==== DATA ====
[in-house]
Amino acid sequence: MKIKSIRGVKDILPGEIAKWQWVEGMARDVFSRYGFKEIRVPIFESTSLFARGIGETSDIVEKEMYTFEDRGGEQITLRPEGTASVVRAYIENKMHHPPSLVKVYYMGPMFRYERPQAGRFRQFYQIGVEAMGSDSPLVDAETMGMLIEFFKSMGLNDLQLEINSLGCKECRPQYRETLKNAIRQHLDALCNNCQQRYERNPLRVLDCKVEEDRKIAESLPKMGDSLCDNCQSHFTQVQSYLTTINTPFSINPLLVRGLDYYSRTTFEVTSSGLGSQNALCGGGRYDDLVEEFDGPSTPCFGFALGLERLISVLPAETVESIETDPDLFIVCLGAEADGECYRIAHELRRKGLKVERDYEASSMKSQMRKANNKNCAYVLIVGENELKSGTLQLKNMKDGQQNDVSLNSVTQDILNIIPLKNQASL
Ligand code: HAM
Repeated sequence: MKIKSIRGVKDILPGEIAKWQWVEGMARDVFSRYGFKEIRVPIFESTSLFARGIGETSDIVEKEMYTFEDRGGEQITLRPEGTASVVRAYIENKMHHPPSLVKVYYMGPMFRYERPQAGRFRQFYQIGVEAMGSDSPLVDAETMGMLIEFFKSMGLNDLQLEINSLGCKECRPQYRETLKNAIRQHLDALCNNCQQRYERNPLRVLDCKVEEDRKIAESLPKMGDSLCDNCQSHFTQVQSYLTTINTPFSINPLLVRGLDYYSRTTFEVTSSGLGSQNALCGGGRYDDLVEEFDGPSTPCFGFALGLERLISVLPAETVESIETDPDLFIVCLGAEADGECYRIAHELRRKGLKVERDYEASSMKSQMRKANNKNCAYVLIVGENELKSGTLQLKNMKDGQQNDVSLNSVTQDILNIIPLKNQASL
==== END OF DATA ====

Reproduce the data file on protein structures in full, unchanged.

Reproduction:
[in-house]
Amino acid sequence: MKIKSIRGVKDILPGEIAKWQWVEGMARDVFSRYGFKEIRVPIFESTSLFARGIGETSDIVEKEMYTFEDRGGEQITLRPEGTASVVRAYIENKMHHPPSLVKVYYMGPMFRYERPQAGRFRQFYQIGVEAMGSDSPLVDAETMGMLIEFFKSMGLNDLQLEINSLGCKECRPQYRETLKNAIRQHLDALCNNCQQRYERNPLRVLDCKVEEDRKIAESLPKMGDSLCDNCQSHFTQVQSYLTTINTPFSINPLLVRGLDYYSRTTFEVTSSGLGSQNALCGGGRYDDLVEEFDGPSTPCFGFALGLERLISVLPAETVESIETDPDLFIVCLGAEADGECYRIAHELRRKGLKVERDYEASSMKSQMRKANNKNCAYVLIVGENELKSGTLQLKNMKDGQQNDVSLNSVTQDILNIIPLKNQASL
Ligand code: HAM
Repeated sequence: MKIKSIRGVKDILPGEIAKWQWVEGMARDVFSRYGFKEIRVPIFESTSLFARGIGETSDIVEKEMYTFEDRGGEQITLRPEGTASVVRAYIENKMHHPPSLVKVYYMGPMFRYERPQAGRFRQFYQIGVEAMGSDSPLVDAETMGMLIEFFKSMGLNDLQLEINSLGCKECRPQYRETLKNAIRQHLDALCNNCQQRYERNPLRVLDCKVEEDRKIAESLPKMGDSLCDNCQSHFTQVQSYLTTINTPFSINPLLVRGLDYYSRTTFEVTSSGLGSQNALCGGGRYDDLVEEFDGPSTPCFGFALGLERLISVLPAETVESIETDPDLFIVCLGAEADGECYRIAHELRRKGLKVERDYEASSMKSQMRKANNKNCAYVLIVGENELKSGTLQLKNMKDGQQNDVSLNSVTQDILNIIPLKNQASL